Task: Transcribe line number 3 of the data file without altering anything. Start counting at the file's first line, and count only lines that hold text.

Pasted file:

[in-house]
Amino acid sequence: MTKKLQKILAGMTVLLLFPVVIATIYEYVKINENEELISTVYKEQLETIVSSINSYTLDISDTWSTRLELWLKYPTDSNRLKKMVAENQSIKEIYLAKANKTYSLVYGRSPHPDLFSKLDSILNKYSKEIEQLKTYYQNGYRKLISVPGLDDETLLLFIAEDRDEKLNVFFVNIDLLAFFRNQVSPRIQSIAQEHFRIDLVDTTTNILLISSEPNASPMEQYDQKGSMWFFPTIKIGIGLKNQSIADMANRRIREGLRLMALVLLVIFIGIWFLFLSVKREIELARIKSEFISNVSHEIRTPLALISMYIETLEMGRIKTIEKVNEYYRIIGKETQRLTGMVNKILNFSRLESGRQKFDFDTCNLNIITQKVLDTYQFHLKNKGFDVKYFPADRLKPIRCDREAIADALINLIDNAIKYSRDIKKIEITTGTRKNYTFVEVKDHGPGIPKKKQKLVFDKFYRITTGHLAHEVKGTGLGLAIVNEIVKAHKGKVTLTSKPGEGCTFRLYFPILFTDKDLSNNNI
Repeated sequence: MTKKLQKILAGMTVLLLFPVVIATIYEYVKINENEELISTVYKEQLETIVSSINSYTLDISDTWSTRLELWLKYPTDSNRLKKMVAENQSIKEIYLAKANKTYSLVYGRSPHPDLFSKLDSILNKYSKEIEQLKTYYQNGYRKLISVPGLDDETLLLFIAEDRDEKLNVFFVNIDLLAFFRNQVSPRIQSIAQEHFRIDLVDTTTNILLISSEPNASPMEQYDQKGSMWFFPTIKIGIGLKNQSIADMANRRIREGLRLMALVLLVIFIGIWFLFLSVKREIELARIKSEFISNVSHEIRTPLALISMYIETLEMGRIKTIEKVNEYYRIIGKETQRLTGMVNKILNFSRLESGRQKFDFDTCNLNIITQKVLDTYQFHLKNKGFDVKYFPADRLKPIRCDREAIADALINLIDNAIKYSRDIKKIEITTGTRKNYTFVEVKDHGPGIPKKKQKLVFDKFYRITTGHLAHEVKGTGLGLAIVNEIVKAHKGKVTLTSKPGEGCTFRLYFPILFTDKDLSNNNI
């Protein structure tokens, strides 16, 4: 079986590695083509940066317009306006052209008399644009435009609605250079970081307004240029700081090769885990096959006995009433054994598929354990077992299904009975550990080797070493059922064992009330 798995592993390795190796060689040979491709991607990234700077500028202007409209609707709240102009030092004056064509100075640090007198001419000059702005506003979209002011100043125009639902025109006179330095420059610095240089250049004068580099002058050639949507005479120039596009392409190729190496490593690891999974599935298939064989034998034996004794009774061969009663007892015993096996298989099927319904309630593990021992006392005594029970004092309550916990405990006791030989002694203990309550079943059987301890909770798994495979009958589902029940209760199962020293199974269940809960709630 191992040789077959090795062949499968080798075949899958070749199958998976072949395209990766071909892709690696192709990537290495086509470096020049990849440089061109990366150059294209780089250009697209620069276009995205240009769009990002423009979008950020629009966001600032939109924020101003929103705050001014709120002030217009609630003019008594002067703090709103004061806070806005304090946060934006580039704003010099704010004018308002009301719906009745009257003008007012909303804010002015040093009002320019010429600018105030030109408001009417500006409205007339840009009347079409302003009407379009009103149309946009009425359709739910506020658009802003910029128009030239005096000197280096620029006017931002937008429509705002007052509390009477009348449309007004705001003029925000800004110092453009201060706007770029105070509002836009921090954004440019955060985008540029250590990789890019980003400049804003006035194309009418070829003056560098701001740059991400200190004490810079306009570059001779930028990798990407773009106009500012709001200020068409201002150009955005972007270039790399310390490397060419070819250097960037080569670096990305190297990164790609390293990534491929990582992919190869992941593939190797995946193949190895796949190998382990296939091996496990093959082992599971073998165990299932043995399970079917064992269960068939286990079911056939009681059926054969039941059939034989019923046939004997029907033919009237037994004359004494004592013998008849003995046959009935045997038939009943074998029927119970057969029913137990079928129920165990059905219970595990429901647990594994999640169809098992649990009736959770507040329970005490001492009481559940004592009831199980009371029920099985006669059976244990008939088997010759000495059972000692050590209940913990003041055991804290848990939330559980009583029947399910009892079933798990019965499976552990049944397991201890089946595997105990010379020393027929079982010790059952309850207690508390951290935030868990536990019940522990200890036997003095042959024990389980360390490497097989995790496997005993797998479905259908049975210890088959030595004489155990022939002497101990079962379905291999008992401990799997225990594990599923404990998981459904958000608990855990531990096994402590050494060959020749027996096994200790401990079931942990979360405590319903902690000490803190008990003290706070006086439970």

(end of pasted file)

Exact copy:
Repeated sequence: MTKKLQKILAGMTVLLLFPVVIATIYEYVKINENEELISTVYKEQLETIVSSINSYTLDISDTWSTRLELWLKYPTDSNRLKKMVAENQSIKEIYLAKANKTYSLVYGRSPHPDLFSKLDSILNKYSKEIEQLKTYYQNGYRKLISVPGLDDETLLLFIAEDRDEKLNVFFVNIDLLAFFRNQVSPRIQSIAQEHFRIDLVDTTTNILLISSEPNASPMEQYDQKGSMWFFPTIKIGIGLKNQSIADMANRRIREGLRLMALVLLVIFIGIWFLFLSVKREIELARIKSEFISNVSHEIRTPLALISMYIETLEMGRIKTIEKVNEYYRIIGKETQRLTGMVNKILNFSRLESGRQKFDFDTCNLNIITQKVLDTYQFHLKNKGFDVKYFPADRLKPIRCDREAIADALINLIDNAIKYSRDIKKIEITTGTRKNYTFVEVKDHGPGIPKKKQKLVFDKFYRITTGHLAHEVKGTGLGLAIVNEIVKAHKGKVTLTSKPGEGCTFRLYFPILFTDKDLSNNNI